- Alan Glaseroff, MD, Adjunct Professor of Medicine at Stanford University , Co-Founder of Stanford Coordinated Care

Shifting from patient to expert researcher
Around 2007, the patient-centered medical home emerged as the new standard of care. Stakeholders began to examine the last two decades leading up to this change, as well as emphasize the need to measure better care. Judith moved further and further from being identified primarily as a person living with a chronic illness, and shifted into the role of content expert working with groups of primary care practice clinical teams. She began serving as faculty, and eventually worked alongside other researchers to conceptualize further study about chronic illness.

Judith’s work became even more focused, with her leading trainings, writing more, and developing learning communities. A certified master trainer of the Chronic Disease Self-Management Program, Judith authored a self-management support training manual for clinicians that’s become a standard reference for providers. She assisted in the development of an Agency for Healthcare Research and Quality resource center for self-management support and created a network of learning communities with Abt Associates

“We found joy in work through partnership, building high-functioning teams, and striving for technical excellence. It has been an extremely satisfying working relationship and, ultimately, friendship.”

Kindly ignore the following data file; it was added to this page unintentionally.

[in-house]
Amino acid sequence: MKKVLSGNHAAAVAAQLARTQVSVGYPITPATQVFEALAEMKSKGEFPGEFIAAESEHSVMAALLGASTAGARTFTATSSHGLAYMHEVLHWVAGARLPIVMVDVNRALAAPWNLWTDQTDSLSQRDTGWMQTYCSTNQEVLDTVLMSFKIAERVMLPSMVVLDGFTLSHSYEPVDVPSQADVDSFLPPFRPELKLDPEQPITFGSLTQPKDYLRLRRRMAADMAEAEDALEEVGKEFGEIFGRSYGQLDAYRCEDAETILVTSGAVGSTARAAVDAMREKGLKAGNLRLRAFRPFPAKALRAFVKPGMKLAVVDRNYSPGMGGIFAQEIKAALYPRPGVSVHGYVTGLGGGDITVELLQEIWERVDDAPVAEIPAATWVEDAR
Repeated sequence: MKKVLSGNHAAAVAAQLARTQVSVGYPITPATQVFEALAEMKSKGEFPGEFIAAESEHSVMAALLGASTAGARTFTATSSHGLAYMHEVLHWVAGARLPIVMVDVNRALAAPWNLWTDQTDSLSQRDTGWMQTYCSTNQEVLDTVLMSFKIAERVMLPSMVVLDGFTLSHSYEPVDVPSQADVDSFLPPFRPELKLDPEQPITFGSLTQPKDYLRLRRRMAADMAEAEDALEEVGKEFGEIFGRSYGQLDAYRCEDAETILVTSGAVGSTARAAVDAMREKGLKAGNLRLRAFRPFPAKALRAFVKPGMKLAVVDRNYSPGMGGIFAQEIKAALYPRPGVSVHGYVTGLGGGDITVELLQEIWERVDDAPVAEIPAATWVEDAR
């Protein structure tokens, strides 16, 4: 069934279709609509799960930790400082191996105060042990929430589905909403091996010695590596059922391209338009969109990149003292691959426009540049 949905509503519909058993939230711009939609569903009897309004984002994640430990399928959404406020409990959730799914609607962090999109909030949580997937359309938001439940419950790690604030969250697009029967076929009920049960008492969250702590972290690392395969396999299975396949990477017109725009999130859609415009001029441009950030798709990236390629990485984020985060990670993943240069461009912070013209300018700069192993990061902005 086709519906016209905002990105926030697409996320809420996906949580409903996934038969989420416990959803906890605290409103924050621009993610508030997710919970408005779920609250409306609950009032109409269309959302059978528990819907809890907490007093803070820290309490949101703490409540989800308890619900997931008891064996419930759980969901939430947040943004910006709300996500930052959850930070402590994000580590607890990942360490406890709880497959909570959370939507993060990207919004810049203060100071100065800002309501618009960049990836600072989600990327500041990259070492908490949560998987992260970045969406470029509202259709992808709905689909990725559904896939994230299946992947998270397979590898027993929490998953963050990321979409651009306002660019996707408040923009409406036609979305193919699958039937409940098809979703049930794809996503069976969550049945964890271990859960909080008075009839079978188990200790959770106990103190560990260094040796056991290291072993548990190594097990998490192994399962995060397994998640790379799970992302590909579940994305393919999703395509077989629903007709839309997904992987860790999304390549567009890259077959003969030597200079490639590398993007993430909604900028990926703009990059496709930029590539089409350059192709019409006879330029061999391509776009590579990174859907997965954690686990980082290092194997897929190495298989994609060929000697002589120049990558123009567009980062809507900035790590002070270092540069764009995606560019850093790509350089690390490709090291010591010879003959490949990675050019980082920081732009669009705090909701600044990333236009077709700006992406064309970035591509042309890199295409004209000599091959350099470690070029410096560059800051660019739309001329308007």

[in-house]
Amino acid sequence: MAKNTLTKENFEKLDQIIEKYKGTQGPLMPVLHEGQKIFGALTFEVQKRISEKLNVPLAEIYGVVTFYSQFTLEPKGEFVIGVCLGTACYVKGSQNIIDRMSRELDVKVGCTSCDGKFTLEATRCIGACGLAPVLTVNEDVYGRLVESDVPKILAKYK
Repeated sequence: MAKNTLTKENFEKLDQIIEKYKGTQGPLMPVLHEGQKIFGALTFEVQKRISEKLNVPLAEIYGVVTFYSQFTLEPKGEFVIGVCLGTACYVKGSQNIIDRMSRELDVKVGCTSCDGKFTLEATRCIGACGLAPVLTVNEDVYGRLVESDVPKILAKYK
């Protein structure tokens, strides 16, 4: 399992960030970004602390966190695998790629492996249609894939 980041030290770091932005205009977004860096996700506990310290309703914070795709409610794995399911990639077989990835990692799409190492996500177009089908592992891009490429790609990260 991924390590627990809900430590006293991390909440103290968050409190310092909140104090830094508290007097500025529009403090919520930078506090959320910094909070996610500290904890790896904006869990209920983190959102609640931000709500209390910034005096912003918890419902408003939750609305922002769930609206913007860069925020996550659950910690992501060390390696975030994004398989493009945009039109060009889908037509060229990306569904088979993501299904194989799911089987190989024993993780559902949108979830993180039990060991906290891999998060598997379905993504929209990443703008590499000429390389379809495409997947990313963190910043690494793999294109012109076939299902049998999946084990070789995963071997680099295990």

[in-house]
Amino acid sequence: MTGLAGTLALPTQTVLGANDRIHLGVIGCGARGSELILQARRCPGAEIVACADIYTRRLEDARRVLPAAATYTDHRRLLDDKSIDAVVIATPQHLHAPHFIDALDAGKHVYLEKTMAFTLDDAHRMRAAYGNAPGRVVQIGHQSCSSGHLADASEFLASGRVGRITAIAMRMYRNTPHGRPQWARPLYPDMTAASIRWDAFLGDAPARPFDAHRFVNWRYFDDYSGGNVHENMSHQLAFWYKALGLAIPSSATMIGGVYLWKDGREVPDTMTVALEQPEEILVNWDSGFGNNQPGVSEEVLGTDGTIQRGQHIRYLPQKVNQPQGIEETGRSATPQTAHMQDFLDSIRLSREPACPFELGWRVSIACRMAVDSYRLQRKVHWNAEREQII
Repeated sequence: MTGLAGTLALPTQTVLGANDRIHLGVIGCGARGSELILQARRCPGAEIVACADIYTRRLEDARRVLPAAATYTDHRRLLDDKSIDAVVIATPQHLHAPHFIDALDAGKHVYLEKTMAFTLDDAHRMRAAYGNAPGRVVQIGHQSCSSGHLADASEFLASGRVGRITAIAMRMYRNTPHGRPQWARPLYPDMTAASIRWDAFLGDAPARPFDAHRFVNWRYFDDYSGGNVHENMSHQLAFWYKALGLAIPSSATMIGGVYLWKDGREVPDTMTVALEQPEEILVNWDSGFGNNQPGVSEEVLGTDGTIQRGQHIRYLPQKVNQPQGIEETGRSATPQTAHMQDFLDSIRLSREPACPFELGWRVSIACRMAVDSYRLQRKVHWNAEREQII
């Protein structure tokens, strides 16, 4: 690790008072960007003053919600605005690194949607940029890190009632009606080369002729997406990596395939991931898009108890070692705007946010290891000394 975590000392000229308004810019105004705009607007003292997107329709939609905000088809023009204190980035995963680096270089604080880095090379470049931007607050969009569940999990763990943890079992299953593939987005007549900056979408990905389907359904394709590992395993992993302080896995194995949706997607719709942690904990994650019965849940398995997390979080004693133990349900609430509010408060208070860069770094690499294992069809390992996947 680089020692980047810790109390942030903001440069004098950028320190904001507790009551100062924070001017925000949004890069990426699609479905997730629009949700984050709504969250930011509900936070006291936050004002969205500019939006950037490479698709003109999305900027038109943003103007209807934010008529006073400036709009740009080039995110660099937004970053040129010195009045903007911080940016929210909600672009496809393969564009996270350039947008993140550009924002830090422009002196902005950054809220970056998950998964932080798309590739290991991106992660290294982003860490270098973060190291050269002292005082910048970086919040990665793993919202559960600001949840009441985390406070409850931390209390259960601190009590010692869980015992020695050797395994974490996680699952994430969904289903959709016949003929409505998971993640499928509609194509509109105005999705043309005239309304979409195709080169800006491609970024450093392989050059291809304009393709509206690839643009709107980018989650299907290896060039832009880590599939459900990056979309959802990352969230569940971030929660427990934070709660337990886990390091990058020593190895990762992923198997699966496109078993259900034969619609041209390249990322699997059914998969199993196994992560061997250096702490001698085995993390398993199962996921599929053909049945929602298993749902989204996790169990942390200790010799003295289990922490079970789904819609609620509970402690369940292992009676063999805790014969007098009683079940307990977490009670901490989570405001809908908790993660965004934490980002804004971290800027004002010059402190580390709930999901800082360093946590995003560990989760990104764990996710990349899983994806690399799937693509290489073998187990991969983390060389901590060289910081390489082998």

- Lisa LeRoy, PhD, Principal Associate, Abt Associates

Now ready to take on the world
Today Judith is still an empowered patient who self-manages a chronic condition. She says that she’s working on how to feel vital and alive and healthy: emotionally and mentally, as well as physically.

“Judith is so brave. She doesn’t shy from hard things, but walks right into them and is willing to accompany and abide and be active in creating beauty. There is always another perspective to take, another way to look at a problem. When you’re talking with Judith, your world expands." 

- Katie Coleman, MSPH, MacColl colleague

As for what’s next, Judith’s eyes light up when she says, “I didn’t have the courage to travel in my teens or twenties. So, I’m going to spend my early retirement years seeing as much of the world as I can. I’m planning to start in Italy.”

Grazie di tutto, Ms. Schaefer! Buon viaggio!